Late last week, we let you know about the many changes that went down with SoundCloud in June, from the announcement of their new cookie policy to what got a lot of people talking: the ability for Universal to seemingly take whatever they deem an infringement on their copyright from SoundCloud without SoundCloud knowing what happened. Just looking at the comments section on that post, a lot of questions have been raised, but getting SoundCloud to hit you back about things directly can be like trying to run through a brick wall—we've tried getting answers about many issues in the past, and have been left with unanswered emails. Color us surprised when we saw that Mixmag, who picked up on our story earlier this week, were hit directly with a statement on these issues. Here is what they received from SoundCloud regarding the questions surrounding copyright claims:

"As a responsible hosting platform, we work hard to ensure that everyone's rights are respected. In the case of rights holders, that means having processes in place to ensure that any content posted without authorisation is removed quickly and efficiently.

"In the case of users, that means having separate processes in place to ensure that any content removed in error can be reinstated equally quickly. If any user believes that content has been removed in error - for example, because they had the necessary permissions from Universal Music and/or any other rights holder - then they are free to dispute the takedown."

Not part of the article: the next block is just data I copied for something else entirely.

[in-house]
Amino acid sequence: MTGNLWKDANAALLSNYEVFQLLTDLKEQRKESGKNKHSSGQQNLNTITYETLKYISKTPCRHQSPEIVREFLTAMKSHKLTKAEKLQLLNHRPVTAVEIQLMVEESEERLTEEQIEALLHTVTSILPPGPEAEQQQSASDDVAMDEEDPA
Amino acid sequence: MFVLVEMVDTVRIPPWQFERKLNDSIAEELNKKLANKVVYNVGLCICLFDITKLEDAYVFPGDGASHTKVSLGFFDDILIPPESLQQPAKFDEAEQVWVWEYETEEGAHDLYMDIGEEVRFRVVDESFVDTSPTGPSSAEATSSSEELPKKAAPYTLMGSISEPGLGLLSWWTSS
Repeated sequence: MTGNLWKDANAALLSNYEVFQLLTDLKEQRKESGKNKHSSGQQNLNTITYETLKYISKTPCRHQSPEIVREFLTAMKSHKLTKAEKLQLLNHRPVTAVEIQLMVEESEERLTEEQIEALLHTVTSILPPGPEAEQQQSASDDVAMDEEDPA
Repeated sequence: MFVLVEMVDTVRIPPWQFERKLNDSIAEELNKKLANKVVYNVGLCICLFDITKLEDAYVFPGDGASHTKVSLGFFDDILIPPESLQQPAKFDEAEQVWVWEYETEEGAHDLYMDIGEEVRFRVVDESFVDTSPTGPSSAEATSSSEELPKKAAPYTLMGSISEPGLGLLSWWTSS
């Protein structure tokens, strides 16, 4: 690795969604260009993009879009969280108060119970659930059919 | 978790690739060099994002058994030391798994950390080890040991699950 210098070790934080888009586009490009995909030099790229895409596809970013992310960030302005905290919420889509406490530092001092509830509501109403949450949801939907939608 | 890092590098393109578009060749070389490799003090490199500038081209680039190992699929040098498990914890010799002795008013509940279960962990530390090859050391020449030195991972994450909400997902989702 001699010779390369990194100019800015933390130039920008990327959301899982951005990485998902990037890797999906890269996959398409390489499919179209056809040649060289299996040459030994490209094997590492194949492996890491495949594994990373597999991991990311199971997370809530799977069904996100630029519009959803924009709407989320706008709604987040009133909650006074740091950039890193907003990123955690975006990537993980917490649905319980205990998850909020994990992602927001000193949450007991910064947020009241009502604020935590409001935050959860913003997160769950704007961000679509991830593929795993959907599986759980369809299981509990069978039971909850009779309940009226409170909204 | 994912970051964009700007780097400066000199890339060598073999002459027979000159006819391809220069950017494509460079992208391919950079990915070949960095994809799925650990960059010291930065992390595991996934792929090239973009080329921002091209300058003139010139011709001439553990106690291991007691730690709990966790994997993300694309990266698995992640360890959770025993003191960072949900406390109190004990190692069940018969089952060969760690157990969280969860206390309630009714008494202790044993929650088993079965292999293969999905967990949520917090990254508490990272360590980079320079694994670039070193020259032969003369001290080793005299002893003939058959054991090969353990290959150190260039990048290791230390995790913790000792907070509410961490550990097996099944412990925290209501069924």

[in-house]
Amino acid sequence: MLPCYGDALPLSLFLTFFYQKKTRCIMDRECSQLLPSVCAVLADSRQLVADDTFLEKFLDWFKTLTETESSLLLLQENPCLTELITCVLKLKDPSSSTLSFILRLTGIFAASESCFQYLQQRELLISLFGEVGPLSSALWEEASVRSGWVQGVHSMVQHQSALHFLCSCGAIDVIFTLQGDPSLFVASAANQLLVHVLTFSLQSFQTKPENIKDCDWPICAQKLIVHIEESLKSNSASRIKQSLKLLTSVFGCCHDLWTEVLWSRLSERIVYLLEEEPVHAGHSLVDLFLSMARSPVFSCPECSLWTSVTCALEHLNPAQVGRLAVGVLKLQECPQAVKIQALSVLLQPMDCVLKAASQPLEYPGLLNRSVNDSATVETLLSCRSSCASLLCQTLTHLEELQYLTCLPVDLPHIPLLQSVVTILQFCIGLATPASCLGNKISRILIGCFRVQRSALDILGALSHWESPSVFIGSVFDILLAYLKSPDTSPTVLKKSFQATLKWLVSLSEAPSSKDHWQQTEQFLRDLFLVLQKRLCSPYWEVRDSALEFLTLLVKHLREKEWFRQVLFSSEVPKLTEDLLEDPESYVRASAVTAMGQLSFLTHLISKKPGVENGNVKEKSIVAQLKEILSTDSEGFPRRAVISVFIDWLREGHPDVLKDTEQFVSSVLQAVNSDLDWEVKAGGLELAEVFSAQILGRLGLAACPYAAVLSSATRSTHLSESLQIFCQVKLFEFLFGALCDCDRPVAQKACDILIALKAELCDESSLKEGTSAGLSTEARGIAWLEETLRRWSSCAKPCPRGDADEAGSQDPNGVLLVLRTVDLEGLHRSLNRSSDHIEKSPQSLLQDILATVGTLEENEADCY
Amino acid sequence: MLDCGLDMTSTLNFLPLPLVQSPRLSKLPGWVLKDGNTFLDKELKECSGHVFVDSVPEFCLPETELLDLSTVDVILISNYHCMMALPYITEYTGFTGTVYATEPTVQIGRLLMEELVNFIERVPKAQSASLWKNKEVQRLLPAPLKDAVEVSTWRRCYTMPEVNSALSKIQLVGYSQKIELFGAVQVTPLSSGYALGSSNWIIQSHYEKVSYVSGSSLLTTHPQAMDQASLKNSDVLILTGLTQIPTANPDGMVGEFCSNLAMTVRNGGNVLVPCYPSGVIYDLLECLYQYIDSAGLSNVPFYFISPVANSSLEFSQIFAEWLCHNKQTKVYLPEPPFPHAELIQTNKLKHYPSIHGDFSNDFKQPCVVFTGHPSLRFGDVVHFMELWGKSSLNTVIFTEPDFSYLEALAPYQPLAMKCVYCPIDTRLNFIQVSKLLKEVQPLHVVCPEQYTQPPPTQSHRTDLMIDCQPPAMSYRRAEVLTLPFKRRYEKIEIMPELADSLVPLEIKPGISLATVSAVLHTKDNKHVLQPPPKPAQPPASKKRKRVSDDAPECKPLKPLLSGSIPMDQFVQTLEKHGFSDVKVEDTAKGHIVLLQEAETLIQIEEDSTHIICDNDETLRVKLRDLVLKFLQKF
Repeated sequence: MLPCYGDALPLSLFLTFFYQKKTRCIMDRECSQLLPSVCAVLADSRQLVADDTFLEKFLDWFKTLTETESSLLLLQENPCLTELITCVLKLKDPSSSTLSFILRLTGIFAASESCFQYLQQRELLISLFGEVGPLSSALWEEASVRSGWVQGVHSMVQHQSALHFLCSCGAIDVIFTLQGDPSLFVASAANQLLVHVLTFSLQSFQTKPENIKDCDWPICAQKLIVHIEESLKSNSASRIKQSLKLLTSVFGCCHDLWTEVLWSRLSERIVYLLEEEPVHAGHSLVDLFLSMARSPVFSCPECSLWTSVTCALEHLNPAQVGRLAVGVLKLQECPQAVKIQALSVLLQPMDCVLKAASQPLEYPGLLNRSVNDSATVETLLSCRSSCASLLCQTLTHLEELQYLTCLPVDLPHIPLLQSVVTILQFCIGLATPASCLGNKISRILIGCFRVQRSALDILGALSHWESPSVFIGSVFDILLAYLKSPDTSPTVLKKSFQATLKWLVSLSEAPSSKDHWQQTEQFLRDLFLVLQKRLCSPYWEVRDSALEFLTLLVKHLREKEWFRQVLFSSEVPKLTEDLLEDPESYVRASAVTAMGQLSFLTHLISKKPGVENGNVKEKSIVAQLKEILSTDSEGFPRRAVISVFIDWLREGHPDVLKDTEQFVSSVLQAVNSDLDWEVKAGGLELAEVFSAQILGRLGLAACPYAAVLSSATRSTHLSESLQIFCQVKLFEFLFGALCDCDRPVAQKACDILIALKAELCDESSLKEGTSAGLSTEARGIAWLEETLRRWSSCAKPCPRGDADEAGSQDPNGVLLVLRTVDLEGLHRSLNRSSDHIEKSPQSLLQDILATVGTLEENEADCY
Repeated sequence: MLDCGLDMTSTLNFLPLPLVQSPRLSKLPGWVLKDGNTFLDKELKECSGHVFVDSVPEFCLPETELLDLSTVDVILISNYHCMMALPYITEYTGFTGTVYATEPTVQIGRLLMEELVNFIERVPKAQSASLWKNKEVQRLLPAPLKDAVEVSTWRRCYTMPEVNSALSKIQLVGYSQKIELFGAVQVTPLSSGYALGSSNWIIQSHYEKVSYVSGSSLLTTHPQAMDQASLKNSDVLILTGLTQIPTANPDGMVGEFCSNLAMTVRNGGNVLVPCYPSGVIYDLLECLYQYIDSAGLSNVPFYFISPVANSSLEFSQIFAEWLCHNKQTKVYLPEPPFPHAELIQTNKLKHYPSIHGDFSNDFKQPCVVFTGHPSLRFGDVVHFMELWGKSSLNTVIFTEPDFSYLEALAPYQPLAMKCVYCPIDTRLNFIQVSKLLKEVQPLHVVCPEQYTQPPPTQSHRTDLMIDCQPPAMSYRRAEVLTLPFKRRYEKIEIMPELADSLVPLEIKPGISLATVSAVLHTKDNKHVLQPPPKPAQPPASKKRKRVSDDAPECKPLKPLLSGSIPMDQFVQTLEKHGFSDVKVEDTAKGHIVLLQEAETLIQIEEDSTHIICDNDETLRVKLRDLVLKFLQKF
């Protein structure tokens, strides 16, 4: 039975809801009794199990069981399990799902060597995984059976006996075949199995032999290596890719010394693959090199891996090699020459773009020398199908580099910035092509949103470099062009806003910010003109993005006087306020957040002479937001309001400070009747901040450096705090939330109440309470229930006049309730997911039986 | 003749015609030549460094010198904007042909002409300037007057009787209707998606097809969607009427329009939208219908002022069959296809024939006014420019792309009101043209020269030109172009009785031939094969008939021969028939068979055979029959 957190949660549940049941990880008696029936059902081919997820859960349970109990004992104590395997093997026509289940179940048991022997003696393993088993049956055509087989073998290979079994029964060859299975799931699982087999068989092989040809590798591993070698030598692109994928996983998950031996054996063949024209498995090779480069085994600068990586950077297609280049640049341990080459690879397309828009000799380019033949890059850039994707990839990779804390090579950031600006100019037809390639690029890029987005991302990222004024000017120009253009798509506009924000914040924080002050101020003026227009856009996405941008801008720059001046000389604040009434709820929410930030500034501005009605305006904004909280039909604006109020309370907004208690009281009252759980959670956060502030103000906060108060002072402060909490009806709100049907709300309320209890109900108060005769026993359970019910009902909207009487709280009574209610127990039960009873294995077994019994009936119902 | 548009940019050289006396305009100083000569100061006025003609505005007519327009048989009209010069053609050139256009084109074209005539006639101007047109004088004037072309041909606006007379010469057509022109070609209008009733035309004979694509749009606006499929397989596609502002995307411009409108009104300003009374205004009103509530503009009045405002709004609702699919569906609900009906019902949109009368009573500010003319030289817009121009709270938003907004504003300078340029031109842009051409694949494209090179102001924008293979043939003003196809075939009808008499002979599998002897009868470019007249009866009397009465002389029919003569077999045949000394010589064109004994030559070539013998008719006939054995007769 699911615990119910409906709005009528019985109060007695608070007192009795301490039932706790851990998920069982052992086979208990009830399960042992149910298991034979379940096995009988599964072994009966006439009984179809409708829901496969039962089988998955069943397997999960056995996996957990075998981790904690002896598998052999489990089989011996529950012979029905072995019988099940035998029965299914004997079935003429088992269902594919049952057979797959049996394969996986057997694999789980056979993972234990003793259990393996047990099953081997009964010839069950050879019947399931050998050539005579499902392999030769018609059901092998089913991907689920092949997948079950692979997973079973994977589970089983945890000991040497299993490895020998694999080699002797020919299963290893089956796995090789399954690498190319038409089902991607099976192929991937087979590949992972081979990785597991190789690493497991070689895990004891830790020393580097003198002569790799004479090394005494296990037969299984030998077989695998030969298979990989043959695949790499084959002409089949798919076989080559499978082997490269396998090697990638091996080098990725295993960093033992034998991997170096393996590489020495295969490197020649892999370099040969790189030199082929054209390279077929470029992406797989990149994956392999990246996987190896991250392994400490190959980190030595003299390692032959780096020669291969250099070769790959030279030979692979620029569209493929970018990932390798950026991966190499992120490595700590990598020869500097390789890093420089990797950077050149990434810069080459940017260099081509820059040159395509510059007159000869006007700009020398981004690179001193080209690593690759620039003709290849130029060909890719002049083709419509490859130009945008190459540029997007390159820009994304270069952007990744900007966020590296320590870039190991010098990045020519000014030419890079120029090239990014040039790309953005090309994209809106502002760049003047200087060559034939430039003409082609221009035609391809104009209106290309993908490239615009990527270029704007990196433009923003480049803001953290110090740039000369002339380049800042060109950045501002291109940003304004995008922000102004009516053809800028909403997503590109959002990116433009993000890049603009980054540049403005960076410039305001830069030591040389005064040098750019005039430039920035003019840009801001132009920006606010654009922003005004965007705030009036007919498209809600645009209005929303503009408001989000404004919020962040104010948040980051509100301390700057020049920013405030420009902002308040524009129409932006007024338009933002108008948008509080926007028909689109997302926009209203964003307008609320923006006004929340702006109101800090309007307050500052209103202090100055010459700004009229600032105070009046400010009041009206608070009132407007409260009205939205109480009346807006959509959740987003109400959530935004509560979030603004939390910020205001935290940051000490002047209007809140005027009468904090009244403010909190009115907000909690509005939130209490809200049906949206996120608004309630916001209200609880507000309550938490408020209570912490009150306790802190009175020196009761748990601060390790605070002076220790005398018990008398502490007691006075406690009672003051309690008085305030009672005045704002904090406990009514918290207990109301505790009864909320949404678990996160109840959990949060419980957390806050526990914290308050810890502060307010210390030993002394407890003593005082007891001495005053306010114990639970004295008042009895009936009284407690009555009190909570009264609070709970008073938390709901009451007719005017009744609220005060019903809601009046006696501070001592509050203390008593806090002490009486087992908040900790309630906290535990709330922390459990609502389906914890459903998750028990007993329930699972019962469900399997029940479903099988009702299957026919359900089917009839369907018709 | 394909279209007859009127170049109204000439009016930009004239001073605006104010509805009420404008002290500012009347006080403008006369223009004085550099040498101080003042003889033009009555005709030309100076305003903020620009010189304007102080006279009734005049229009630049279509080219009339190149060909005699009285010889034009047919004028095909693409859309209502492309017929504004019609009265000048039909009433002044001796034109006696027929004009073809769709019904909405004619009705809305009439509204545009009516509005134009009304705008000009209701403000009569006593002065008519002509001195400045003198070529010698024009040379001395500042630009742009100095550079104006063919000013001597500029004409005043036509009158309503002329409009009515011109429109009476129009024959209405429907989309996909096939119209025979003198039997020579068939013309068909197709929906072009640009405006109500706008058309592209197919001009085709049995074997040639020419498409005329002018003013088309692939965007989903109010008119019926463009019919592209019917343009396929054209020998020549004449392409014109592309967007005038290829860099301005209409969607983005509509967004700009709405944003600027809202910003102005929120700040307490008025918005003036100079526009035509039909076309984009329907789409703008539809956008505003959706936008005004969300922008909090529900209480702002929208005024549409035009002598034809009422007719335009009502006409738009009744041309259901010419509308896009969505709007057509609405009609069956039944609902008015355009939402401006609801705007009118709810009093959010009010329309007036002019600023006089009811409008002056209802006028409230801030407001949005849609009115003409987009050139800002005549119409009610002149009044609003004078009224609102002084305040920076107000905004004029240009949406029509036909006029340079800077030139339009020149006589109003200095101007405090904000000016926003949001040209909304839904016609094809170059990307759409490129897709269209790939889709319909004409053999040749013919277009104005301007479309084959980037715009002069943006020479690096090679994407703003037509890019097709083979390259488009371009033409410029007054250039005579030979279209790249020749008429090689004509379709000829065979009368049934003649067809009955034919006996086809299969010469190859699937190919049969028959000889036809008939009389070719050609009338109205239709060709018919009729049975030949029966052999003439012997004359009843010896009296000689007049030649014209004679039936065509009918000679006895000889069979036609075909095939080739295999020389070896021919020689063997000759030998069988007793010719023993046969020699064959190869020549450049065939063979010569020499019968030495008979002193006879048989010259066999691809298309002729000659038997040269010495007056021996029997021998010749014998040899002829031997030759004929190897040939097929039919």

Kind of what you'd expect from SoundCloud or any company in that situation, right? And for good or ill, they aren't wrong: the changes they've made as a platform, especially when they make strides to become legit in the eyes of major record labels, are there to make sure that infringing works are taken down. It's just part of the game, especially when you're remixing works. Our concerns are still there, though, as it's way too easy for Universal (or any other labels, possibly) to take down sounds without SoundCloud even being aware of it. The emails we posted in that previous piece essentially show SoundCloud holding up hands as if to say "#shrug," but in the next breath pointing at you saying "it's your fault."

Maybe we just need more transparency. Or maybe we need to find a new platform. With the careers of many producers wrapped up in their SoundCloud accounts, we have a feeling this story is far from over.